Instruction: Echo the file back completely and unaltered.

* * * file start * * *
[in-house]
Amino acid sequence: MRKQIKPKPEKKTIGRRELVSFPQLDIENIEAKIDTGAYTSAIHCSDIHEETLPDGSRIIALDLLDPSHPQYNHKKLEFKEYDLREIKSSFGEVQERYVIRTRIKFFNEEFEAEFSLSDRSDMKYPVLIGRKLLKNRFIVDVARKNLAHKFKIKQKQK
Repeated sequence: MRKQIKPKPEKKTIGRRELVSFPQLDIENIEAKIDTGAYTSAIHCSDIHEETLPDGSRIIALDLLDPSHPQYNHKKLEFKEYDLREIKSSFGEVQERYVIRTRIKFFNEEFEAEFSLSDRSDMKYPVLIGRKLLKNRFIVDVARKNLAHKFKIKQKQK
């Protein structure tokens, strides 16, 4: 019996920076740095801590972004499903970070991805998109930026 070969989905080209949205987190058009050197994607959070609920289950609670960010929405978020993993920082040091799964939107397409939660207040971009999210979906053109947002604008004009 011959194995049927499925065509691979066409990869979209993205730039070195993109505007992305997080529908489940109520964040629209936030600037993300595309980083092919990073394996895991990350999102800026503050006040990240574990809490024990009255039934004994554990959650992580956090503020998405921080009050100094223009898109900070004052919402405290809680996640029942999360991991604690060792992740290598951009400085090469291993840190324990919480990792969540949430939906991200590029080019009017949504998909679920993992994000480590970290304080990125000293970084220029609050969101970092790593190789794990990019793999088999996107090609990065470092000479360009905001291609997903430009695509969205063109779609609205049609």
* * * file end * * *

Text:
[in-house]
Amino acid sequence: MRKQIKPKPEKKTIGRRELVSFPQLDIENIEAKIDTGAYTSAIHCSDIHEETLPDGSRIIALDLLDPSHPQYNHKKLEFKEYDLREIKSSFGEVQERYVIRTRIKFFNEEFEAEFSLSDRSDMKYPVLIGRKLLKNRFIVDVARKNLAHKFKIKQKQK
Repeated sequence: MRKQIKPKPEKKTIGRRELVSFPQLDIENIEAKIDTGAYTSAIHCSDIHEETLPDGSRIIALDLLDPSHPQYNHKKLEFKEYDLREIKSSFGEVQERYVIRTRIKFFNEEFEAEFSLSDRSDMKYPVLIGRKLLKNRFIVDVARKNLAHKFKIKQKQK
């Protein structure tokens, strides 16, 4: 019996920076740095801590972004499903970070991805998109930026 070969989905080209949205987190058009050197994607959070609920289950609670960010929405978020993993920082040091799964939107397409939660207040971009999210979906053109947002604008004009 011959194995049927499925065509691979066409990869979209993205730039070195993109505007992305997080529908489940109520964040629209936030600037993300595309980083092919990073394996895991990350999102800026503050006040990240574990809490024990009255039934004994554990959650992580956090503020998405921080009050100094223009898109900070004052919402405290809680996640029942999360991991604690060792992740290598951009400085090469291993840190324990919480990792969540949430939906991200590029080019009017949504998909679920993992994000480590970290304080990125000293970084220029609050969101970092790593190789794990990019793999088999996107090609990065470092000479360009905001291609997903430009695509969205063109779609609205049609």